There are few Minitel-related books written in English. Here are two that we know of:
The Computerization of Society
The 1978 "Nora-Minc report" to the French President of the Republic, named "The Computerization of Society," was a landmark that helped define French telecommunications policy, and was the precusor to the introduction of Minitel in the eighties. Below is the picture of the English translation with an introduction by Daniel Bell.
The Minitel Saga: A French Success Story
The title of Marie Marchand's book says it all, though that view is contested by American critics, including Eli Noam.
Lots of self-help books were published in the eighties. These publications were intended to help tech-savvy users use a Minitel as modem for a home computer and to create a home server running one's own Minitel service.
Pierrick Bourgault, Minitel et Micro-Ordinateur (Paris: SYBEX, 1985)
Miguel Mennig, L'Indispensable pour Minitel (Belgium: Marabout Alleur, 1987)
Christian Tavernier, Les Secrets du Minitel (Paris: ETSF, 1985)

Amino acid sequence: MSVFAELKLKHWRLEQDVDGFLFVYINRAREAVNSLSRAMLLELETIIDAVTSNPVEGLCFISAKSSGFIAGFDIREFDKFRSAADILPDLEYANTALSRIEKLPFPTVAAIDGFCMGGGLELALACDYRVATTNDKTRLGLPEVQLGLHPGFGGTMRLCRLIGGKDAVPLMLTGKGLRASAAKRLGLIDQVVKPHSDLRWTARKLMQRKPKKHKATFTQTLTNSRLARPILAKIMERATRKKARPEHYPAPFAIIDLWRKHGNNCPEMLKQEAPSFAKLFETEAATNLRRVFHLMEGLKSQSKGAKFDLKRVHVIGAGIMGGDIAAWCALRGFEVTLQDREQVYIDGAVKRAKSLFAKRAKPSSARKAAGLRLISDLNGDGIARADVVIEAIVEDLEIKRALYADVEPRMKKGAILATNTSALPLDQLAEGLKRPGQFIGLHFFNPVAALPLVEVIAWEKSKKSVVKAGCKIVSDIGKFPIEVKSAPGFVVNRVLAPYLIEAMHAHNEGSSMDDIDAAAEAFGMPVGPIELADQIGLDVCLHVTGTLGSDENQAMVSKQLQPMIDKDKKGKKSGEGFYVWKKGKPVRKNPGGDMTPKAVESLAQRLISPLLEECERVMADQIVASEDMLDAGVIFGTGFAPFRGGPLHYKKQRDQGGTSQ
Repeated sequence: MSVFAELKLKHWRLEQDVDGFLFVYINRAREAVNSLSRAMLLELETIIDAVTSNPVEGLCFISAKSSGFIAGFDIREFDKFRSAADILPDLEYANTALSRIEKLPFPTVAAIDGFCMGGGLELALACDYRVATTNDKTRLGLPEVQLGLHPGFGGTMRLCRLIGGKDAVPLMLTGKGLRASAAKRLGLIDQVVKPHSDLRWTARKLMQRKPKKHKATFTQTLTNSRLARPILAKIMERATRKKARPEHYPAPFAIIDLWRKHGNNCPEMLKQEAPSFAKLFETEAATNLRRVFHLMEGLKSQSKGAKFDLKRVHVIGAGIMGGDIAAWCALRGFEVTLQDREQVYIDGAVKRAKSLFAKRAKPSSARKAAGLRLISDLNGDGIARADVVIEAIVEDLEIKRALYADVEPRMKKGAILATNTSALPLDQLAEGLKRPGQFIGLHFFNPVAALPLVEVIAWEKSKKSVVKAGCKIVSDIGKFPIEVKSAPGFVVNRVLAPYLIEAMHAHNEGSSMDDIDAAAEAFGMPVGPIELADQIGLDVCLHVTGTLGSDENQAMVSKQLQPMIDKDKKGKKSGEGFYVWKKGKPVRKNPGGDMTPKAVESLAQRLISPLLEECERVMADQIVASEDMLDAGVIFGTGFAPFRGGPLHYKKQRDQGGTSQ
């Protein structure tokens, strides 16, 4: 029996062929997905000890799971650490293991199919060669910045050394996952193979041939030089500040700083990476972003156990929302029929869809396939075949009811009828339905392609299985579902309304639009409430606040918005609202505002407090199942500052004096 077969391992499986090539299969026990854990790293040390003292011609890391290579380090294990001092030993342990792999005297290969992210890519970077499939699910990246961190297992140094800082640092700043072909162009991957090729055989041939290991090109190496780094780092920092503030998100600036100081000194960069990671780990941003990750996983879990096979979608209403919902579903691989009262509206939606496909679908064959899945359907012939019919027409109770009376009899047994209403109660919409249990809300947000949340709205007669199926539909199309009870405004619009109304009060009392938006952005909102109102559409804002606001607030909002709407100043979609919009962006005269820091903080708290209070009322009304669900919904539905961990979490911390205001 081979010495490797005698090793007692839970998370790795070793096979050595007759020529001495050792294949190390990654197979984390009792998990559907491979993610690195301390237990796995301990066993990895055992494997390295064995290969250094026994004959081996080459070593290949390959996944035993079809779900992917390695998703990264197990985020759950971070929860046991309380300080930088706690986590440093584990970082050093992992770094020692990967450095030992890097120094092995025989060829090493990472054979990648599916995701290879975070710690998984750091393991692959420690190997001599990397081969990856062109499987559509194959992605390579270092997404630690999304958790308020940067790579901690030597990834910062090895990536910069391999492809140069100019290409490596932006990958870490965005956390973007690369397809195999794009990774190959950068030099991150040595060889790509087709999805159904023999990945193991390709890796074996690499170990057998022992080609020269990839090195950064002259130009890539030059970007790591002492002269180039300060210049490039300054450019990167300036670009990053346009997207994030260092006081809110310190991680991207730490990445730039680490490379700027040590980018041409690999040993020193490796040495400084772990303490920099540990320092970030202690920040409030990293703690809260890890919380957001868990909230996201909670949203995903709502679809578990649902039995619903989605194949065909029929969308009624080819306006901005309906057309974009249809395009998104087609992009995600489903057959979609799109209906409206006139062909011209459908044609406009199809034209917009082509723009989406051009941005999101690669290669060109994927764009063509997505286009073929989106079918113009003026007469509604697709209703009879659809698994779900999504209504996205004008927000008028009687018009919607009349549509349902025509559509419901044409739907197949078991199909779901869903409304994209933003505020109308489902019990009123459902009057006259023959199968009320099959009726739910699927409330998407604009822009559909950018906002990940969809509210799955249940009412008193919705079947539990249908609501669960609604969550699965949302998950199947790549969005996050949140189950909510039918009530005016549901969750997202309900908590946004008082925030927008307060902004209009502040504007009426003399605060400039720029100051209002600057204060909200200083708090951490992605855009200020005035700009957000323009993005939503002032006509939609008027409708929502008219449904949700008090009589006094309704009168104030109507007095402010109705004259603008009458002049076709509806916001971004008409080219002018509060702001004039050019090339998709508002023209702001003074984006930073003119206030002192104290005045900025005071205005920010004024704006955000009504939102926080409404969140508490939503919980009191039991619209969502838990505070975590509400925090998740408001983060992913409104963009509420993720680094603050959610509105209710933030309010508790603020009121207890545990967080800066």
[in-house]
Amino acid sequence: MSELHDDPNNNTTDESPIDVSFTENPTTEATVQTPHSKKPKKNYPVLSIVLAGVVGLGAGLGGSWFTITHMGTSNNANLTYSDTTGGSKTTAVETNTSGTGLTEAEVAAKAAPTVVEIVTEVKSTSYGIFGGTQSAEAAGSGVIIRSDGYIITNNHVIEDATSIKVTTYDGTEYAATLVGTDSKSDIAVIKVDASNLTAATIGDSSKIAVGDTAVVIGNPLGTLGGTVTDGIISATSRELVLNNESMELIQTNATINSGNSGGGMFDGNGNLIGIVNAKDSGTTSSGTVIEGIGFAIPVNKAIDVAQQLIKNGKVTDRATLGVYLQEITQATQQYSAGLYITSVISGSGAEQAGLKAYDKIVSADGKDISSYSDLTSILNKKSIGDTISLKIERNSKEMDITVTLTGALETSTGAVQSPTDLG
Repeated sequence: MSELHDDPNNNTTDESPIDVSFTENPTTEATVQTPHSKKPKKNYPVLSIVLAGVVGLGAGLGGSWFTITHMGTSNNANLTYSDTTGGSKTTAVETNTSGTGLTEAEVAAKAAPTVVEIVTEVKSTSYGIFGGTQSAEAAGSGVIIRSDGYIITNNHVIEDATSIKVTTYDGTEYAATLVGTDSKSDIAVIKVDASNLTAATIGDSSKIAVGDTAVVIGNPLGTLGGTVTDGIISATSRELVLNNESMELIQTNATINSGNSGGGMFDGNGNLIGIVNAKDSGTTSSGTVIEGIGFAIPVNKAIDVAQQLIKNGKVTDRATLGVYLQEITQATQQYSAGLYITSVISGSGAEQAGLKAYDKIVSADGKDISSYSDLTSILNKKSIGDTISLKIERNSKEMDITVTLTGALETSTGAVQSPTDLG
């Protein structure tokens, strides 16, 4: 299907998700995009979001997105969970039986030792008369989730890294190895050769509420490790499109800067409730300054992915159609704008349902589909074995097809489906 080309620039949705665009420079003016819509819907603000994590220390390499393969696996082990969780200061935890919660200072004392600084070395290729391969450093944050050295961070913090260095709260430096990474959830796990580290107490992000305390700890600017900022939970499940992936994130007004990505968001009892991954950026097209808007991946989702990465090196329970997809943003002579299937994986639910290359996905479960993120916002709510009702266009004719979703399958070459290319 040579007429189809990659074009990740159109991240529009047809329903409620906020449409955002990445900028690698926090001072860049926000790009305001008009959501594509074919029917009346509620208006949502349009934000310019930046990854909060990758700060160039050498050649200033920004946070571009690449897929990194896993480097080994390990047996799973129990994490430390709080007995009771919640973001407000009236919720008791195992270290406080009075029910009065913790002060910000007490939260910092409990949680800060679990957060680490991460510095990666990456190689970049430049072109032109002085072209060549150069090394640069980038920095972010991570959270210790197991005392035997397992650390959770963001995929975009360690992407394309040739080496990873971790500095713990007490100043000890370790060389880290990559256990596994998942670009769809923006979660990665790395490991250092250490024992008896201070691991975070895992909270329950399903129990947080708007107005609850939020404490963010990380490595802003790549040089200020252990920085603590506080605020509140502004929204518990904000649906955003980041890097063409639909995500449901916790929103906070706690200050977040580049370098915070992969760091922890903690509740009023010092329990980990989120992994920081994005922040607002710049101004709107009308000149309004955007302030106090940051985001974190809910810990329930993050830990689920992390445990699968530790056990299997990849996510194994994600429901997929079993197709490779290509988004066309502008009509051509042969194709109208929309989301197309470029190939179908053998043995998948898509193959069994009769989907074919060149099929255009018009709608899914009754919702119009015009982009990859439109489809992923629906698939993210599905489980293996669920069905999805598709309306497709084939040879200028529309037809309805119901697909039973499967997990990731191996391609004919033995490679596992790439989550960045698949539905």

A 1991 letter from France Telecom to its clients lauding the French telecommunications system as one of the most modern in the world. Indeed, "[i]n 1989, Minitel made France the world's most 'wired' country" -- (James Gillies & Robert Cailliau, HOW THE WEB WAS BORN 111 (2000)).
The 1991 France Telecom Price list, including Minitel's access and per-minute prices. Connecting to the online phone book for 3 minutes was free (for multiple searches, one would just disconnect and reconnect every 3 minutes to avoid being charged), but the popular "3615" services, including the "pink-Minitel" chat rooms cost from 0.874 to 1.25 FF per minute -- (0.3 to 0.19 EUR per minute). Minitel was expensive!
One of the original overt motivations behind the Minitel project was to digitize the phone book and save money on paper, printing, and distribution costs. Ironically, Minitel became so popular that France Telecom started printing a paper-based Minitel directory. Pictured below is the 1994 edition